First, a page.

Claims that an “alkaline” diet can whittle the waistline, curb inflammatory conditions and even cure cancer is growing. Yet the evidence supporting any of these health claims is pretty slim. Here’s what you need to know about this, yet another, fad.

What is it?

The theory goes something like this: too much acid in the body creates a breeding ground for disease.

Proponents of the diet advocate that by eating 80 per cent alkaline foods and 20 per cent acidic foods, you’ll create a pH balance in your body that is optimal for health.

To achieve the 80/20 ratio means placing meat, dairy products, wheat and some grains in the undesirable “acid-producing” category. You can also forget about indulging in coffee, tea, sugar, soft drinks and alcohol, leaving you with what is essentially a vegetarian regime based on a wide variety of fresh vegetables, fruits, and selected legumes, grains and nuts.

These foods are believed to help the body maintain its normal blood pH level at approximately 7.4 (a slightly alkaline state), in which bodily processes, say advocates, function at their best within this range.

But do we really need to alkalise our body?

“No, the kidneys and lungs control our pH balance, not our diet,” says Dr Douglas Samuel, gastroenterologist and senior lecturer in medicine at University of Sydney and NSW, who is sceptical of the pH balance argument.

“The alkaline diet theory is just that – a theory – waiting to be proven by quality research. It’s simply not possible to change the body to an alkaline environment. The body is an extremely efficient system that works 24/7 to keep the body in a slightly alkaline state at all times regardless of what we eat,” adds Samuel.

Besides, measuring the pH of foods does not reflect the acid or alkali load they provide to the body after the complex process of metabolism and excretion. “It is near impossible to predict the impact of a food on acid-base balance. This means the commonly promoted food charts have clear errors,” warns Samuel. For example, foods such as orange and lemon juice are acidic in their natural state but add a total alkaline load after they have been metabolised in the body.

The proof is in the pee

The theory surrounding the alkaline diet has been around since the 19th century when the French biologist, Claude Bernard, discovered that changing the diet of rabbits from herbivore (mainly plant) to carnivore (mainly meat) turned their urine from more alkaline to more acid. Based on Bernard’s findings, studies using urine testing soared in order to quantify the acid or base-forming potential of foods, which eventually led to a bunch of related diets: The PH miracle, Acid-Alkaline Diet, and Eating the Alkaline Way (recently championed by the likes of Victoria Beckham).


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And while promoters of these diets claim that foods can change the body’s pH (which isn’t true), the pH of urine, however does vary – and rightly so, as this clearly demonstrates how clever our bodies are at maintaining tight control of blood pH despite what food we throw at it. After all, that’s what our kidneys and lungs are designed to do: excrete excess acid or alkali.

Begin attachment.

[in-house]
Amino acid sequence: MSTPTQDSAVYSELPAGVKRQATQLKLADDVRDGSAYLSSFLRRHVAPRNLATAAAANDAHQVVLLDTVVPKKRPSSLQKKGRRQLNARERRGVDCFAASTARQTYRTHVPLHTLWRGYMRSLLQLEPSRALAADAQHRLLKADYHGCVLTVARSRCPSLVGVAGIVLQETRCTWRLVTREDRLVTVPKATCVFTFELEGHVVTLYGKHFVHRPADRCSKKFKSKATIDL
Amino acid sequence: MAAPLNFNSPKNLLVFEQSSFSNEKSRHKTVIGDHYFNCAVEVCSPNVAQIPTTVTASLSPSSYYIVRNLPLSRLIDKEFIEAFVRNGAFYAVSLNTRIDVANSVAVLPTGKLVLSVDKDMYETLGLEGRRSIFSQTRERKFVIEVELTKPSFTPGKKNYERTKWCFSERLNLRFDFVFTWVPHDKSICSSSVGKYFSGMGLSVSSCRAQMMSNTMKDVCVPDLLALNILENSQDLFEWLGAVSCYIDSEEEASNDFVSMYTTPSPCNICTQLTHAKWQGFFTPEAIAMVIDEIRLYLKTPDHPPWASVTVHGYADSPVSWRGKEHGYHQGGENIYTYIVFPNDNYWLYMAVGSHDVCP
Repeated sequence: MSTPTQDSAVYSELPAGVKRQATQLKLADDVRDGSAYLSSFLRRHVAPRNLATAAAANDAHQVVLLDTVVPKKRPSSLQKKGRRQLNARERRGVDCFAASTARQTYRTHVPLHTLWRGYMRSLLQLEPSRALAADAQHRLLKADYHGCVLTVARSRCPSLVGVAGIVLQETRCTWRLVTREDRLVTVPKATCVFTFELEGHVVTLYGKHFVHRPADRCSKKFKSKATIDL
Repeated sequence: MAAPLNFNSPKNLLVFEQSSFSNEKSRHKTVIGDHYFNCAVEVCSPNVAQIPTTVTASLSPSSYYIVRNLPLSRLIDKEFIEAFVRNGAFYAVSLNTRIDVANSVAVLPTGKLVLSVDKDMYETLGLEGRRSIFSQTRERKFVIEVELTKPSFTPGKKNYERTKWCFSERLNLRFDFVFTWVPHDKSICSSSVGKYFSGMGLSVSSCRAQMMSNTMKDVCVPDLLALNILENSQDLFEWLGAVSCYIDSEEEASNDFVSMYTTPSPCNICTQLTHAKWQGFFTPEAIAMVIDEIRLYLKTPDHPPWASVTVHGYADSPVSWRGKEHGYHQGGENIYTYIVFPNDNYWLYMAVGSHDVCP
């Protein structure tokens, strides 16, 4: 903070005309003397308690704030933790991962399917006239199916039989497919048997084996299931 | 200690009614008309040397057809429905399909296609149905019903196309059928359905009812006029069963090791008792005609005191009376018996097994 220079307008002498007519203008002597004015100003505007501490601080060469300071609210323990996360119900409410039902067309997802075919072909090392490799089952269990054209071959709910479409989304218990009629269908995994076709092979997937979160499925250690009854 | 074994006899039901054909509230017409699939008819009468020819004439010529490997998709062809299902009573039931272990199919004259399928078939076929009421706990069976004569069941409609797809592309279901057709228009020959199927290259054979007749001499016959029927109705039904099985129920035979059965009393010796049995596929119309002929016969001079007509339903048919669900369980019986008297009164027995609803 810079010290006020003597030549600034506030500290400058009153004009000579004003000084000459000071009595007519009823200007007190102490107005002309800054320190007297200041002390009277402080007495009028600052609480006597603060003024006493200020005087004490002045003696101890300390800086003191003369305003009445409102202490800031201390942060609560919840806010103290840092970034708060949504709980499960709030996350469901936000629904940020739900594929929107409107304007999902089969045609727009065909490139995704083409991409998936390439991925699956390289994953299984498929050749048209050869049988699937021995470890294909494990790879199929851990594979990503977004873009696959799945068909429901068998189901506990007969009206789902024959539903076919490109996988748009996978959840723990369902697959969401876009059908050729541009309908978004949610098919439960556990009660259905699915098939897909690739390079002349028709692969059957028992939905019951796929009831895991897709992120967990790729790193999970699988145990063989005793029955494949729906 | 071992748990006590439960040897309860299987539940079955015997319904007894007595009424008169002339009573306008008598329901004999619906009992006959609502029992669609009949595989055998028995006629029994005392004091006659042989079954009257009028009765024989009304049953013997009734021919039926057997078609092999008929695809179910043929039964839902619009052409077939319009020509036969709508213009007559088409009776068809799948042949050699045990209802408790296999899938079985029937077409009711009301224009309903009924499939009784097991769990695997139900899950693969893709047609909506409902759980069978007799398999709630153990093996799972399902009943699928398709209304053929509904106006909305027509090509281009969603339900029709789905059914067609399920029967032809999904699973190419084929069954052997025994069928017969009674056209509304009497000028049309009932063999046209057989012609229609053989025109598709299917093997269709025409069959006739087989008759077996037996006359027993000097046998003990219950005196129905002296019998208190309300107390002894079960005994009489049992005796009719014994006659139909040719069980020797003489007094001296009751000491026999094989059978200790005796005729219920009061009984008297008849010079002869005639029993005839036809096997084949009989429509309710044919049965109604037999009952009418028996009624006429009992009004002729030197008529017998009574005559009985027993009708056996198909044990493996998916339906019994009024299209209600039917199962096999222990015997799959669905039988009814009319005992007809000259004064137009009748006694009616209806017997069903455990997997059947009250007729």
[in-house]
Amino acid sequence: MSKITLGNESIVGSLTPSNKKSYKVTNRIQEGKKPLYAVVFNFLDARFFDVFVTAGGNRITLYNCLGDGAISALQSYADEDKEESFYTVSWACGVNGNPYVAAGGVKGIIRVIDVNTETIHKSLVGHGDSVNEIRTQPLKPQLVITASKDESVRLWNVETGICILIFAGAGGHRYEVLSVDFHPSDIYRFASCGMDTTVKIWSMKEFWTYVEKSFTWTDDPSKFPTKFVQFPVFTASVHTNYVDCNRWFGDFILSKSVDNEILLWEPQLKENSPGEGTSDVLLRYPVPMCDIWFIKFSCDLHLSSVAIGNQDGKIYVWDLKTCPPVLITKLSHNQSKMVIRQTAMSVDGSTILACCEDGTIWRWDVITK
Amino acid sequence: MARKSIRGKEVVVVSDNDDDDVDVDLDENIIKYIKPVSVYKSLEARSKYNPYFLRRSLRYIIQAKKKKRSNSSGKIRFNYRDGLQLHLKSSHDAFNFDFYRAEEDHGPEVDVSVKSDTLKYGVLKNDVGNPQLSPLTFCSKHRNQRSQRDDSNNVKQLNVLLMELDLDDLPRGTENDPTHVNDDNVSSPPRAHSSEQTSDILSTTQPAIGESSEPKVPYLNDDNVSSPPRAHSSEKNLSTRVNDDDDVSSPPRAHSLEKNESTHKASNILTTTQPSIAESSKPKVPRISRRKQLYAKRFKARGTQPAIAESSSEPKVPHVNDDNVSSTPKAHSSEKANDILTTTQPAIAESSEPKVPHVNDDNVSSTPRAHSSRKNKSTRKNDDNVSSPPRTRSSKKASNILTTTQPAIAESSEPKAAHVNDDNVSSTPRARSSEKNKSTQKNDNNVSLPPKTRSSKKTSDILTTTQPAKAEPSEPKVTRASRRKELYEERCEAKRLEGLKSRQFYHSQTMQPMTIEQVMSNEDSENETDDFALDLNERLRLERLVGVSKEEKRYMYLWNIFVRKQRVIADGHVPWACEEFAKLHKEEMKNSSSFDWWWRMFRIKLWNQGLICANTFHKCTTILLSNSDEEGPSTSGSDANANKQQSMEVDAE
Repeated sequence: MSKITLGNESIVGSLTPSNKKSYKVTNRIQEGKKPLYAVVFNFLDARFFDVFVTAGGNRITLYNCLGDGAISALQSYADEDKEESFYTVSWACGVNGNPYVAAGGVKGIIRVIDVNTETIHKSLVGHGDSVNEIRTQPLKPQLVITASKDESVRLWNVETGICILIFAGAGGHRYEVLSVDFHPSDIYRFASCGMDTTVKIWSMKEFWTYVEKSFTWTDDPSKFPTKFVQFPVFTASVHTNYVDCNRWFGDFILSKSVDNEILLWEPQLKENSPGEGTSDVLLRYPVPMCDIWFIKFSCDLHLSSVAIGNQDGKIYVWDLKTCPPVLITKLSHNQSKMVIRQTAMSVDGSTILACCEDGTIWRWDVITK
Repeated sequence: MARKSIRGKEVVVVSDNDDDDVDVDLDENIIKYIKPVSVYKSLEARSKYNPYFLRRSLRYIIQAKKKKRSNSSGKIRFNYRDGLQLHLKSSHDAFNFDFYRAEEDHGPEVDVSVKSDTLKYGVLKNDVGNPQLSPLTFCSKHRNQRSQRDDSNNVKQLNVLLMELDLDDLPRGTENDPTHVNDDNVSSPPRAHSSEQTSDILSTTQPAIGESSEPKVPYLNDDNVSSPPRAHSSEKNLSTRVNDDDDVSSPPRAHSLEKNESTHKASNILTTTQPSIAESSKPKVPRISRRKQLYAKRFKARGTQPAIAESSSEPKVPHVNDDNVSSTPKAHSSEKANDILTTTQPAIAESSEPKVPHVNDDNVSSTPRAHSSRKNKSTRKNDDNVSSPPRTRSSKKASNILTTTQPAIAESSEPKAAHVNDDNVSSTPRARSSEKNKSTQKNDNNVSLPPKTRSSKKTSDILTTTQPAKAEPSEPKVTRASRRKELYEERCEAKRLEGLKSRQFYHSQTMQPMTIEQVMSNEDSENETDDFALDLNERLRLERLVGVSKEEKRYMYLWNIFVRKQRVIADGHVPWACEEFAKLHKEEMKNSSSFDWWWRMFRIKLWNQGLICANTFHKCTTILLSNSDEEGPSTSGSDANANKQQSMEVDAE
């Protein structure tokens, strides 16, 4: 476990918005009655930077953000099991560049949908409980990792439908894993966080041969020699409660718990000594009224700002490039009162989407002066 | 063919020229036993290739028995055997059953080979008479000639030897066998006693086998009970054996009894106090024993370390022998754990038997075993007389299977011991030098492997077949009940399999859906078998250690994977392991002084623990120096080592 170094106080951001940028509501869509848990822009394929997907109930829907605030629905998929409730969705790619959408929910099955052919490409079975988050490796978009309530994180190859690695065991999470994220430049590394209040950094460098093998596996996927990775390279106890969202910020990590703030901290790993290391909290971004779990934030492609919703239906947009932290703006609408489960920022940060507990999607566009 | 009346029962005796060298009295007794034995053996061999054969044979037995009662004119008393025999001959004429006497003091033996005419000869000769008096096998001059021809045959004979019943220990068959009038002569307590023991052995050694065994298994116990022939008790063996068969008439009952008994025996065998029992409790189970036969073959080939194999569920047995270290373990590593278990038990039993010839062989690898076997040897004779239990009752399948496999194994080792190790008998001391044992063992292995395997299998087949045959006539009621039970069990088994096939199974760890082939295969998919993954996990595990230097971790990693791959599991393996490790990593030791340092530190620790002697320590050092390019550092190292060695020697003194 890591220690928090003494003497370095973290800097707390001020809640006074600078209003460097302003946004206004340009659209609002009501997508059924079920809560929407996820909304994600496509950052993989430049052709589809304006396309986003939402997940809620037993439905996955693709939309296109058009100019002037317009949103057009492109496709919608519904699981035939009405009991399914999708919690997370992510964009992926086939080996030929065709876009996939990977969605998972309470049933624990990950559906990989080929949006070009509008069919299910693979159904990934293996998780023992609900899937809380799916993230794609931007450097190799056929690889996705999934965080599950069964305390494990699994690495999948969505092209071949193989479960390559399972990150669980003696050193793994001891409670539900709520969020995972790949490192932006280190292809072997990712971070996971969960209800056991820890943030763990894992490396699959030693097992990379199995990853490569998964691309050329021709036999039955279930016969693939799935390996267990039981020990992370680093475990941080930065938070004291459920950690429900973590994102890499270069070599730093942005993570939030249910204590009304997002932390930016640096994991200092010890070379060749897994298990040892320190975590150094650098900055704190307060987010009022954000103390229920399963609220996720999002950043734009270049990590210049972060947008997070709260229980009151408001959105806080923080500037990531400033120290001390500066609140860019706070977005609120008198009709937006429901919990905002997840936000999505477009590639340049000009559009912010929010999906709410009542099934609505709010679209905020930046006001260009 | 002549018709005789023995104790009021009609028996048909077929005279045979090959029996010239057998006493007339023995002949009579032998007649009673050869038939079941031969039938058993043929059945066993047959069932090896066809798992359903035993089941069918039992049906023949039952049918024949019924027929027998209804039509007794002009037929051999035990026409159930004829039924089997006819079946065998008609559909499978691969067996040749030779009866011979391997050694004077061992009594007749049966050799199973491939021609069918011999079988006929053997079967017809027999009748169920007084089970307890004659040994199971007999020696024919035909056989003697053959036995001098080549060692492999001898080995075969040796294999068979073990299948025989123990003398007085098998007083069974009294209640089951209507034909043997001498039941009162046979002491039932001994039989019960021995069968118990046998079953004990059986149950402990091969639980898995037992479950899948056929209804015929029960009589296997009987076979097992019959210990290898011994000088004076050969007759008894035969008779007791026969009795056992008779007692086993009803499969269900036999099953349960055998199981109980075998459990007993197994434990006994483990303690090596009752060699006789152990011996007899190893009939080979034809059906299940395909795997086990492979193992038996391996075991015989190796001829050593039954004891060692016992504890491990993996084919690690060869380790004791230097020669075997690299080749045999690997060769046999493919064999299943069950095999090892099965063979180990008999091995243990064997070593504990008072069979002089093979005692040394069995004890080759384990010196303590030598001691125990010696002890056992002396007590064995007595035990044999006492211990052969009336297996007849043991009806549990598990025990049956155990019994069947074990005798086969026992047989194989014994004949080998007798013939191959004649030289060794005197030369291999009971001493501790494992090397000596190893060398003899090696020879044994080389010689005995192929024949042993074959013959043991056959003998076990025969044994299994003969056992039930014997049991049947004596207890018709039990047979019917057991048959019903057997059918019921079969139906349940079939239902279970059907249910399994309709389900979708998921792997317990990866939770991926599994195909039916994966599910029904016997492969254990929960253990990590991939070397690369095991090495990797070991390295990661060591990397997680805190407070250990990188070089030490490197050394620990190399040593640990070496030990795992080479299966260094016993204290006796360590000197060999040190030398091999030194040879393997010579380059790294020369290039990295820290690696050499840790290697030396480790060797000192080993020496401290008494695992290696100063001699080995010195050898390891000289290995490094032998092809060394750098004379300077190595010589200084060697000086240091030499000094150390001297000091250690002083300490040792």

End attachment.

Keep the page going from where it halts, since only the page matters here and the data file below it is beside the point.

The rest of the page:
It’s promoted as an osteoporosis preventer. Acidic diets increase calcium loss in urine, but there is no evidence from superior quality balance studies that increasing the diet acid load has any effect on total body calcium or causes osteoporosis.

The claim that high-protein foods, such as red meat tend to be the most acid forming and can lead to kidney stones (both calcium based and uric acid stones) may have merit. “Uric acid-based kidney stones can dissolve in an alkaline urine and may do well on the alkaline diet, however uric acid stones only make up about 5 per cent of kidney stones,” says Kidney Health Australia’s Medical Director, A/Professor Tim Mathew. “If you have calcium stones these may also be helped with a low protein diet.”

Says Mathew: “Studies have suggested that protein is not necessarily a major contributor to acid load and concerns about the impact of protein on acid production appear to be minor compared with the alkalinising effects of fruits and vegetables. However the calcium content of the urine is increased in people on a high animal protein intake and this may add to the risk of forming new calcium stones.”

The claim that cancer cells will survive in an acidic environment is far from the truth. While this may be true in the laboratory setting, this is not the case in the human body.

“There’s no specific diet that can treat or cure cancer,” says Clare Hughes, Nutrition Program Manager at the New South Wales Cancer Council in Australia. There is, however a link between red meat, in particular processed meats, with some cancers, but it doesn’t mean you need to avoid red meat all together,” adds Hughes.

The Cancer Council recommends people eat not more than 455 grams of cooked lean red meat each week. This means no more than 65 grams a day, or larger portions every second day.

“There is clear evidence that a healthy diet helps to reduce cancer risk,” they say.

The Cancer Council also recommends eating fresh fruits and vegetables, as well as wholegrain and fibre-rich foods; limiting or avoiding alcohol and foods; maintaining a healthy body weight and being physically active.

Bottom line

“If the diet’s promotion encourages people to eat more fruit and vegetables, then it’s a good thing,” says Dr Samuel.

But restricting yourself to certain food groups will mean people miss out on essential nutrients such as calcium, B vitamins, iron and zinc and protein, which are really important.

It would be dangerous to try to do this diet long term because of those nutritional deficiencies. The best diet includes a wide variety of nutritious foods every day from the five key groups.